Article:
WHEREFORE, plaintiff prays that the Court put an end to the mishegos and strike "dreck." 

New Chinese Dish
There is an old Chinees custom that whenever we get a new President, They have to create a name and a new dish for him. With pleasure they announce the new creation in honor of our future President Bush.
S U M   D U M   G O Y.
What would have happened if, instead of three wise men, it had been three wise women?  Specifically, if it had been three wise (local) Jewish women?
They would have asked directions (but taken their own anyway), arrived on time (despite massive and annoying detours), helped deliver the baby, cleaned the stable, made a brisket, and brought practical gifts.
But what would they have said when they left?
"Did you see the sandals Mary was wearing with that shmattes-for-a-gown?"
"That baby doesn't look anything like Joseph!"
"Virgin?  I knew her in school!"
"Can you believe that they let all of those disgusting animals in there!"
"I heard that Joseph isn't even working right now!"
"And that donkey that they are riding has seen better days too!"
"Want to bet on how long it will take until you get your brisket dish back?"
Jewish Computer
While in Israel I found a great buy on a computer. It is a kosher computer, called a DELLSHALOM. It was selling at such a good price that...well... 
Mine arrived today. If you or a friend are considering a kosher computer, you should know that there were some important upgrades and changes from the typical computer you are used to, such as: The cursor moves from right to left. 
It comes with two hard drives-one for fleyshedik business software and one for milchedik games. 
Instead of getting a "General Protection Fault" error, my PC now gets "Ferklempt." 
The Chanukah screen savers include "Flying Dreidels." 
The PC also shuts down automatically at sundown on Friday evenings. 
After my computer dies, I have to dispose of it within 24 hours. 
The "Start" button has been replaced with a "Let's go! I'm not getting any younger!" button. 
When disconnecting external devices from the back of my PC, I am instructed to "Remove the cable from the PC's tuchus." 
The multimedia player has been renamed to "Nu, so play my music already!" 
Internet Explorer has a spinning "Star of David" in the upper right corner.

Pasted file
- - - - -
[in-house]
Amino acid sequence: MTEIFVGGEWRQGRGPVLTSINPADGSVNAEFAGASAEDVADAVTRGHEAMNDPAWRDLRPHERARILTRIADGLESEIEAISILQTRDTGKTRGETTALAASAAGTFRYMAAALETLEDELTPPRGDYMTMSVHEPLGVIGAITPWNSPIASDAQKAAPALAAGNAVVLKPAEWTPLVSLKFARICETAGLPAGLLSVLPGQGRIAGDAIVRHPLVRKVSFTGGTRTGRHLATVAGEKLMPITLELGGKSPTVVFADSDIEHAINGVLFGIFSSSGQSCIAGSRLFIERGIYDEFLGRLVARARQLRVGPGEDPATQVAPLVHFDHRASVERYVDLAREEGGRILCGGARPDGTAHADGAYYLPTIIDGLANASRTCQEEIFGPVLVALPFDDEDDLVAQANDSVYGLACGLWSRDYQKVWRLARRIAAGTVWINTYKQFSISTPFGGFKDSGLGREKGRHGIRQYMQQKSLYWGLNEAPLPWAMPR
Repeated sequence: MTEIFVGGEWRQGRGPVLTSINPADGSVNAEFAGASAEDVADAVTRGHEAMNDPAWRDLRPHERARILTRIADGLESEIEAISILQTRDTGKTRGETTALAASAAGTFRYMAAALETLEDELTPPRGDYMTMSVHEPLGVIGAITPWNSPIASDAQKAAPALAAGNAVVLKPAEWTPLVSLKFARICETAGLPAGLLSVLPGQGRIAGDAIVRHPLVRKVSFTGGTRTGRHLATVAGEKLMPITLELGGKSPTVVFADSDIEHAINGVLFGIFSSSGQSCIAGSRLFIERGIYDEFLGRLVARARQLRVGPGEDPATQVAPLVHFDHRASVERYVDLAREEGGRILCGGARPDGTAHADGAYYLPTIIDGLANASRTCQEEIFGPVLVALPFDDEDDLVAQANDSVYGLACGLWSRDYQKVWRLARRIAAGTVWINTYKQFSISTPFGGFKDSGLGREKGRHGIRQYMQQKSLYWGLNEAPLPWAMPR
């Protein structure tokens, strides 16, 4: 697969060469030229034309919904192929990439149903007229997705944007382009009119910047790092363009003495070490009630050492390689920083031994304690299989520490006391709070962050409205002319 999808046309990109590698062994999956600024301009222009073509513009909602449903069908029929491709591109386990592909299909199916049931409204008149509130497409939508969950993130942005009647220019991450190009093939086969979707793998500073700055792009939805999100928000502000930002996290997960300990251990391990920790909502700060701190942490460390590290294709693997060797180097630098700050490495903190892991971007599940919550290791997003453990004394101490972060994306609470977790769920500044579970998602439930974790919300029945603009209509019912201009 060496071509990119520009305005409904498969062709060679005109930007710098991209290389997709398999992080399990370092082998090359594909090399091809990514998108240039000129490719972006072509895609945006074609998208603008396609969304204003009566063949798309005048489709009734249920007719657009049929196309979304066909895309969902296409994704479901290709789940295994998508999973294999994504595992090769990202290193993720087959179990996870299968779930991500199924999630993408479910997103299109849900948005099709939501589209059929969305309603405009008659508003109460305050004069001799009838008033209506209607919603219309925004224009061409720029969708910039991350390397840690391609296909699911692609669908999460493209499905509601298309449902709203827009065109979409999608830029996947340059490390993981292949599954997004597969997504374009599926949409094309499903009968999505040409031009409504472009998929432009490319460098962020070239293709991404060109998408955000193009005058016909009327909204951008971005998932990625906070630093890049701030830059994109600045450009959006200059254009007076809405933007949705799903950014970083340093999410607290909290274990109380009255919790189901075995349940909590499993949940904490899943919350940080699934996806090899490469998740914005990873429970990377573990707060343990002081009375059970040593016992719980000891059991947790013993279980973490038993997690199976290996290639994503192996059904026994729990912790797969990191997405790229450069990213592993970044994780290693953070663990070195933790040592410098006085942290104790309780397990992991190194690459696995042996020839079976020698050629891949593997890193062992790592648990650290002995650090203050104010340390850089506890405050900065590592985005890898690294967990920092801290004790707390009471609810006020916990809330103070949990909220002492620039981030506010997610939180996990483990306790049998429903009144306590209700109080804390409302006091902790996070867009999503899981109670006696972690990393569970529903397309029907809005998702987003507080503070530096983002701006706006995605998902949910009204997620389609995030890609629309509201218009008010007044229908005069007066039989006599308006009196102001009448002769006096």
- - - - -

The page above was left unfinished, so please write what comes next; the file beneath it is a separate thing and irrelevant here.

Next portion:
I hear "Hava Nagila" during startup. 
Microsoft Office now includes "A little byte of this, and a little byte of that." 
When running "scan disk," it prompts with a "You want I should fix this?"message. 
When my PC is working too hard, I occasionally hear a loud "Oy Gevalt!" 
There is a "monitor cleaning solution" from Manischewitz that advertises that it gets rid of the "schmutz und drek" on your monitor. 
After 20 minutes of no activity, my PC goes "Schloffen." 
Computer viruses can now be cured with some matzo ball chicken soup. 
The Y2K problem has been replaced by "Year 5760-5761" issues. 
If you decide not to shut down the computer in the prescribed manner, the following message appears "You should be ashamed of yourself." 
When Spell check finds and error it prompts "Is this the best you can do?" 
ER Yarmulke
I am a doctor and an orthodox Jew. I am accustomed to wearing a yarmulke.
One night, I was called to the ER for a woman with pelvic pain.  After performing a full pelvic examination, I informed her that surgery was necessary and left to make the arrangements.
The nurse entered and asked, "Did the doctor explain everything to your satisfaction?"
The woman replied "I haven't seen the doctor yet."
The nurse said, "But I thought I spoke to him about you."
The woman answered, "No, the only person who's been in here is a Rabbi".
It was Chanukah at the height of the Soviet era and the tiny village of Chelm was in fear of not having any latkes because they had run out of flour.
Rudi, the Rabbi was called upon to help solve the problem.  He said, "Don't worry.  You can substitute matzo meal for the flour and the latkes will be just as delicious!"
Rachel looks to her husband and says, "Morty... you think it'll work?"
"Of course!  As everybody knows... Rudolph, the Reb, knows grain, dear!"
The Dichotomy of Jewish Mothers 
On the first night of Chanukah, my Jewish mother said, "You'd better lose some weight or you'll be dead."

On the second night of Chanukah, my mother said to me, "Have a few more latkes, but you'd better lose some weight or you'll be dead." On the third night of Chanukah, my mother said to me, "Here's your chocolate dreidel, have a few more latkes, but you'd better lose some weight or you'll be dead." On the fourth night of Chanukah, my mother said to me,
" Taste my sugar cookies,
here's your chocolate dreidel,
have a few more latkes,